Saturday, September 23, 2017


President Trump traveled to Alabama last night to campaign on behalf of Luther Strange, who's trying to hold on to his Senate seat. Trump delivered an 85-minute speech that was occasionally about Strange, but often about Trump's usual hobbyhorses -- "Crooked Hillary" and so on. It's hard to say whether that will help Strange in his upcoming Republican runoff against Roy Moore, who's leading in the polls.

Here's something Trump said that was actually about Strange (although you could argue that it was more about himself):
President Donald Trump claimed his branding genius extended to Sen. Luther Strange's "Big Luther" nickname, telling the crowd at Huntsville's Von Braun Center that he was the first person to give the senator that moniker....

Trump made the comments while sharing an anecdote about one of the first times he met Strange.

"I said, That is the tallest human being I've ever seen," the president said. "I'm tall, I never saw something ... like he should be on the New York Knicks they, could use him. That's why i call him 'Big Luther.' Everyone's now calling him Big Luther.'"

Trump returned back to the "Big Luther" nickname later on in his speech.

"Did people call you 'Big Luther before you met Trump? You know, I brand people," he said. Nobody ever called you 'Big Luther? I think it's a great name."
Strange has been using that nickname since his first run for office, which was in 2006. Here's a news story from that 2006 race:

In that race, which Strange lost, he was running against James Folsom, Jr., who was known as "Little Jim," even though he was a six-footer, because he was the son of "Big Jim" Folsom, a former governor of Alabama. You can also watch this ad from Strange's successful 2010 campaign for state attorney general:

Here's what I'm wondering: When Trump makes a claim like this, does he believe it?

My guess is no -- at least not at first. Swaggering into a public situation and claiming ownership of an idea that's not yours is probably a trick he picked up from his father, or from one of his mentors, probably Roy Cohn. I think he regards this as one of the things you need to do if you're serious about being a winner.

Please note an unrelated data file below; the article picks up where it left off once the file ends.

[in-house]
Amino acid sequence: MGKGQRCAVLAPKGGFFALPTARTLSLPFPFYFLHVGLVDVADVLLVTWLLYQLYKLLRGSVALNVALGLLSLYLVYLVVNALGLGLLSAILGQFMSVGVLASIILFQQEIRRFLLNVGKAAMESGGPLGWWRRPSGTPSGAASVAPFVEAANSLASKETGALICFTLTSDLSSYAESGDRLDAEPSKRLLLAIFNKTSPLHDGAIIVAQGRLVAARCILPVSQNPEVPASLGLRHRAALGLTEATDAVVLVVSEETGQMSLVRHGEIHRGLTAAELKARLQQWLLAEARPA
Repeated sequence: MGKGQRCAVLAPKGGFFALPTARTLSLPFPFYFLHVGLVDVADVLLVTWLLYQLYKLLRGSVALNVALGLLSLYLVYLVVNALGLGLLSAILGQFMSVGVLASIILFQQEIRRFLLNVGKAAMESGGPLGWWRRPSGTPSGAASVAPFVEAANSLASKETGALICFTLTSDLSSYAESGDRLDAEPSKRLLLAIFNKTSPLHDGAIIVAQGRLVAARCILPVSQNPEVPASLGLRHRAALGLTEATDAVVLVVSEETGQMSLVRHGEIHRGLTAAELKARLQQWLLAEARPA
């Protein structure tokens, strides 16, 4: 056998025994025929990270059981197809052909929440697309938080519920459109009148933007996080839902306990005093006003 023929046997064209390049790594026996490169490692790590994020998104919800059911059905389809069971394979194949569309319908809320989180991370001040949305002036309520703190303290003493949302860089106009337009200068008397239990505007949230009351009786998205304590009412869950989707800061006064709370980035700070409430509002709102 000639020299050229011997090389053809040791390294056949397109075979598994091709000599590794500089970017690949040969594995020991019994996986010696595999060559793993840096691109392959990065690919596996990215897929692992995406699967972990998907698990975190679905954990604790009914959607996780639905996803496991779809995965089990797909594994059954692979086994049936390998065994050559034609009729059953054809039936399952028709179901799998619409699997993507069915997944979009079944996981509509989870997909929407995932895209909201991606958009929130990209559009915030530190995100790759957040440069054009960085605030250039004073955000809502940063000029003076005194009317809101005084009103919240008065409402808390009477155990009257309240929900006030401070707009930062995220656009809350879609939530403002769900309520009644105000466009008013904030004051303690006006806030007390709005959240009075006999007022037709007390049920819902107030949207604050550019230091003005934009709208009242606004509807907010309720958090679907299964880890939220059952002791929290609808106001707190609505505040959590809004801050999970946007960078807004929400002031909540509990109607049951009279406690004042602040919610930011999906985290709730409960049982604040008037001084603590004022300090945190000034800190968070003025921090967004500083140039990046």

But I think, after a while, he probably doesn't remember that his lies are lies. After this election is over, Trump probably won't think about Strange very much -- but if Strange were to become a key player in the Senate, or were to get a job in the administration, Trump would probably continue to say this until he'd convinced himself that it was true.

In Trump's mind, I think that's now the status of his claim that he won the 2016 election in a huge landslide. I can also imagine that he now believes this, which was one of the digressions in his speech:
Trump called the investigation into Russian meddling in the 2016 election "one of the great hoaxes," and said it is an "excuse" for Democrats after they lost the contest.

"Honestly, it's the thing they did best," Trump said of Democrats. "They did a rotten job of running, but they convinced people of this hoax. That was probably the thing that they did best, but it was one great hoax."

He added: "No, Russia did not help me, that I can tell you, OK?"
Is he lying about that, or is he just in denial? I think he believes it now.

Trump also said this:
President Donald Trump told an Alabama crowd Friday night that if "Crooked Hillary" Clinton had won the 2016 election, "you would not have a Second Amendment."

"You'd be handing in your rifles," Trump said. "You'd be turning over your rifles."
But that's a mass delusion. In the same way that I think Trump comes to believe convenient untruths about himself after he's repeated them a few times, the gun crowd has come to believe that every Democratic president wants to conduct mass confiscations -- even though it didn't happen in eight years of a Bill Clinton presidency and eight further years of a Barack Obama presidency.

What else did Trump say?
Trump also said he'd like to see NFL owners respond to players kneeling during the National Anthem by saying: "Get that son of a bitch off the field right now, he's fired. He's fired!"

"For a week, (that owner would) be the most popular person in this country," Trump said....
I'm afraid that's true. Among white males in America, I think it's absolutely true.

And while we're on the subject of Trump and sports, I see that this just happened:
President Donald Trump on Saturday said he had withdrawn an invitation for the National Basketball Association champions Golden State Warriors to visit the White House after star player Steph Curry said that given the choice, he would not go.

"Going to the White House is considered a great honor for a championship team.Stephen Curry is hesitating,therefore invitation is withdrawn!" Trump wrote on Twitter, the latest in a series of early morning tweets.
I think Trump will now tell himself that he kept Curry out of the White House. I think he'll really believe that about himself.

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